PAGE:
fb-pixel
/Grazier Photography

Vertex Pharmaceuticals Inc., seeking to expand its portfolio of medicines, has hired a cofounder of the prestigious Broad Institute of Harvard University and the Massachusetts Institute of Technology as its new research chief.

The biotech company notified employees Monday that it has named David Altshuler, 50, as executive vice president for global research and chief scientific officer.

Vertex, based on the South Boston Waterfront, is pioneering new treatments for cystic fibrosis and working on compounds to be deployed against cancers, multiple sclerosis, and neurogenerative diseases.

One of four founders of the Broad — the others are Eric S. Lander, Todd R. Golub, and Stuart L. Schreiber — Altshuler has been its deputy director and chief academic officer since 2009. The institute is a biomedical and genome research center in Cambridge.

Advertisement



He also is a professor of genetics and medicine at Harvard Medical School and an adjunct biology professor at MIT. Altshuler has been an attending physician at Massachusetts General Hospital. He will be giving up his academic posts to join Vertex.

Altshuler, who also has been a Vertex director, said he was making the jump because in his new position he will be able to help bring new drugs to patients.

“I’ve spent my career motivated by trying to turn basic scientific discovery into new medicines,” Altshuler said. “I can’t think of a better place to do that than at Vertex.”

Altshuler, whose own research has focused on processes underlying the risk of the most common form of diabetes, will oversee five Vertex research sites in the United States, Canada, and Europe, leading the company’s efforts to develop drugs to treat a range of diseases.

Vertex’s first commercial drug, Incivek, treated the hepatitis C virus. But the company stopped selling the once-popular medicine in August after new and better hepatitis C treatments virtually wiped out its sales.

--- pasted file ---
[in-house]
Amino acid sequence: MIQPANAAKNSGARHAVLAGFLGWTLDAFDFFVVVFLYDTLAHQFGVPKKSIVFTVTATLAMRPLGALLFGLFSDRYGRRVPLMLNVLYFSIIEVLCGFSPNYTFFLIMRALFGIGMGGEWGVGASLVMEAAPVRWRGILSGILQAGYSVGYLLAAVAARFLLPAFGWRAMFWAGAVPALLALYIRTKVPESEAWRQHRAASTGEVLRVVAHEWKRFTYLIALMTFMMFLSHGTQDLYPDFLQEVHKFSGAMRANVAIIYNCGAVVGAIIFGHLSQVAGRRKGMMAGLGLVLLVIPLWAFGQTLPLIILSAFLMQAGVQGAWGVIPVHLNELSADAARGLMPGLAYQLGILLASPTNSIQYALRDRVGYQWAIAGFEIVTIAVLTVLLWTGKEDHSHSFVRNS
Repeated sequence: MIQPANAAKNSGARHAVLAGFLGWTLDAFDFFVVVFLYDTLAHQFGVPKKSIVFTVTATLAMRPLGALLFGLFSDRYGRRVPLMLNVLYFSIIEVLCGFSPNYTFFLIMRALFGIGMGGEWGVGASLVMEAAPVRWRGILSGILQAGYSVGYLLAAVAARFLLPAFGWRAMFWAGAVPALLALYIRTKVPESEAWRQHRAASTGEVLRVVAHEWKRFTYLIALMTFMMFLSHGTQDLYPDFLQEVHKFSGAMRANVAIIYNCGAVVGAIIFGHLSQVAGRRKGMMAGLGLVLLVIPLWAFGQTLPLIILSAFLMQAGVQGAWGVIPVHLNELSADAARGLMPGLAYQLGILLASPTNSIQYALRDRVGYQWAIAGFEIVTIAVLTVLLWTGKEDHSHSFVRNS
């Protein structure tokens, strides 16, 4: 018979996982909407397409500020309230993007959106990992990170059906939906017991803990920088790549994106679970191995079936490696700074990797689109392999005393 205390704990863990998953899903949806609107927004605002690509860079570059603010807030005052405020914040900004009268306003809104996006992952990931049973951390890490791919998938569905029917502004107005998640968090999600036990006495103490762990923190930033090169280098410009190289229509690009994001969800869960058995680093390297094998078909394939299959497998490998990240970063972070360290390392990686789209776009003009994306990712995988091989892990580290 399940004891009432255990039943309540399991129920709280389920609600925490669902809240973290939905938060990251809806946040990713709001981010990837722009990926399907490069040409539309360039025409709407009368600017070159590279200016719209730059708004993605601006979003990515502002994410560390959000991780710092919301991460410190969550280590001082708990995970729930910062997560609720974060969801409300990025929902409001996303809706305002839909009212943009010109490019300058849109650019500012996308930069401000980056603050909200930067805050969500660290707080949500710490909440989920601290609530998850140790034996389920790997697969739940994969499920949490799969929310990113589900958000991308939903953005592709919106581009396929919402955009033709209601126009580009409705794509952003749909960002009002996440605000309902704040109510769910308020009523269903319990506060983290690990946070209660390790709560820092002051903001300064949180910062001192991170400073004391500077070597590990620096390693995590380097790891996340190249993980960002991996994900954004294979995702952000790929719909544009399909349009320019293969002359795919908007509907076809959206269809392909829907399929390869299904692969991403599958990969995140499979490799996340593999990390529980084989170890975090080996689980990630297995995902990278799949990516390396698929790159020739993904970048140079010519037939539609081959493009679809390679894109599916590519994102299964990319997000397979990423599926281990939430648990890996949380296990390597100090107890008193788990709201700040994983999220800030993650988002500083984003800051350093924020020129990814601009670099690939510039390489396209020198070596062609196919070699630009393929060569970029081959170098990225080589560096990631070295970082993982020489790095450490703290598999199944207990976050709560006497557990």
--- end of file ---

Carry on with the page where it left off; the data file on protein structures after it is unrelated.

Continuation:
Advertisement



Since then, it has focused primarily on drugs to treat cystic fibrosis, an inherited disease that blocks the passage of air to the lungs.

Kalydeco, the cystic fibrosis drug Vertex now sells, treats the condition in only 4 percent of the people suffering from the disease, or about 2,000 people. But the company has applied to US and European regulators for approval next year of a new two-drug combination that can treat nearly half of those suffering from the disease, a potentially huge advance.

Chief executive Jeffrey Leiden said Vertex researchers also are working to extend to new therapeutic areas their approach of tackling “serious and life-threatening diseases with a genetic component and few existing treatments.”

Altshuler will step down from the Vertex board and begin working as research director in January.

He replaces Peter Mueller, who left the company in October. This month, Pronutria Inc., a Cambridge startup developing pills to regulate temperature and other properties in cells, said it had hired Mueller as its president of research and development.


Robert Weisman can be reached at robert.weisman@globe.com. Follow him on Twitter @GlobeRobW.